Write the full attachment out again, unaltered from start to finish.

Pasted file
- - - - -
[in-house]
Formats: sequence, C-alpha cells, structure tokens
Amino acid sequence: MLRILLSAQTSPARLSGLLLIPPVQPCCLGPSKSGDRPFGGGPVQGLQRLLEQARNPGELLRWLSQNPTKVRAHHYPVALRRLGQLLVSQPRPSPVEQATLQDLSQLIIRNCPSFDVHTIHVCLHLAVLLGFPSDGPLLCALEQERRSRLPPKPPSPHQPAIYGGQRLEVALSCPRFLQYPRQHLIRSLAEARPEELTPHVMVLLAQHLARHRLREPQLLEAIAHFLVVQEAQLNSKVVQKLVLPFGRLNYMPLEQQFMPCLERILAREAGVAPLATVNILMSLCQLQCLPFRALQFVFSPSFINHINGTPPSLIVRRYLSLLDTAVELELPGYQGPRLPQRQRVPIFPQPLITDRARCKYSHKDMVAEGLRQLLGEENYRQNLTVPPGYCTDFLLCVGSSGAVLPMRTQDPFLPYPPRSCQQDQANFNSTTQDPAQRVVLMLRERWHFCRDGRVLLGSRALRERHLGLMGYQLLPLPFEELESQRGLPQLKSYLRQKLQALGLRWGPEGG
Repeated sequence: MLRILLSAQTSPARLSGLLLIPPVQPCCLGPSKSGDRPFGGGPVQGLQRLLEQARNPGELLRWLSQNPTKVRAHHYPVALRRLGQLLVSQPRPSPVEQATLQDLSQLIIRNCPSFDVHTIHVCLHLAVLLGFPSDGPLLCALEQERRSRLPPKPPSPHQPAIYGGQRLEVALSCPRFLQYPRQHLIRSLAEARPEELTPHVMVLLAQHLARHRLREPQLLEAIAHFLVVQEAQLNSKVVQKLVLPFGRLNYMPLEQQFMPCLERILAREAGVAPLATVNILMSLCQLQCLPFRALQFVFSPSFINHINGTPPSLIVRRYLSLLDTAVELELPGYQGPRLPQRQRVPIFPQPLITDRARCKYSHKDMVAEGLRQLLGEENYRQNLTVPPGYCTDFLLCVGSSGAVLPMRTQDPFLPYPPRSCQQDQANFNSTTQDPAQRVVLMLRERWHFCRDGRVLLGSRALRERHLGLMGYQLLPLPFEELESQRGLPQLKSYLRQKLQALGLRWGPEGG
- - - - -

[in-house]
Formats: sequence, C-alpha cells, structure tokens
Amino acid sequence: MLRILLSAQTSPARLSGLLLIPPVQPCCLGPSKSGDRPFGGGPVQGLQRLLEQARNPGELLRWLSQNPTKVRAHHYPVALRRLGQLLVSQPRPSPVEQATLQDLSQLIIRNCPSFDVHTIHVCLHLAVLLGFPSDGPLLCALEQERRSRLPPKPPSPHQPAIYGGQRLEVALSCPRFLQYPRQHLIRSLAEARPEELTPHVMVLLAQHLARHRLREPQLLEAIAHFLVVQEAQLNSKVVQKLVLPFGRLNYMPLEQQFMPCLERILAREAGVAPLATVNILMSLCQLQCLPFRALQFVFSPSFINHINGTPPSLIVRRYLSLLDTAVELELPGYQGPRLPQRQRVPIFPQPLITDRARCKYSHKDMVAEGLRQLLGEENYRQNLTVPPGYCTDFLLCVGSSGAVLPMRTQDPFLPYPPRSCQQDQANFNSTTQDPAQRVVLMLRERWHFCRDGRVLLGSRALRERHLGLMGYQLLPLPFEELESQRGLPQLKSYLRQKLQALGLRWGPEGG
Repeated sequence: MLRILLSAQTSPARLSGLLLIPPVQPCCLGPSKSGDRPFGGGPVQGLQRLLEQARNPGELLRWLSQNPTKVRAHHYPVALRRLGQLLVSQPRPSPVEQATLQDLSQLIIRNCPSFDVHTIHVCLHLAVLLGFPSDGPLLCALEQERRSRLPPKPPSPHQPAIYGGQRLEVALSCPRFLQYPRQHLIRSLAEARPEELTPHVMVLLAQHLARHRLREPQLLEAIAHFLVVQEAQLNSKVVQKLVLPFGRLNYMPLEQQFMPCLERILAREAGVAPLATVNILMSLCQLQCLPFRALQFVFSPSFINHINGTPPSLIVRRYLSLLDTAVELELPGYQGPRLPQRQRVPIFPQPLITDRARCKYSHKDMVAEGLRQLLGEENYRQNLTVPPGYCTDFLLCVGSSGAVLPMRTQDPFLPYPPRSCQQDQANFNSTTQDPAQRVVLMLRERWHFCRDGRVLLGSRALRERHLGLMGYQLLPLPFEELESQRGLPQLKSYLRQKLQALGLRWGPEGG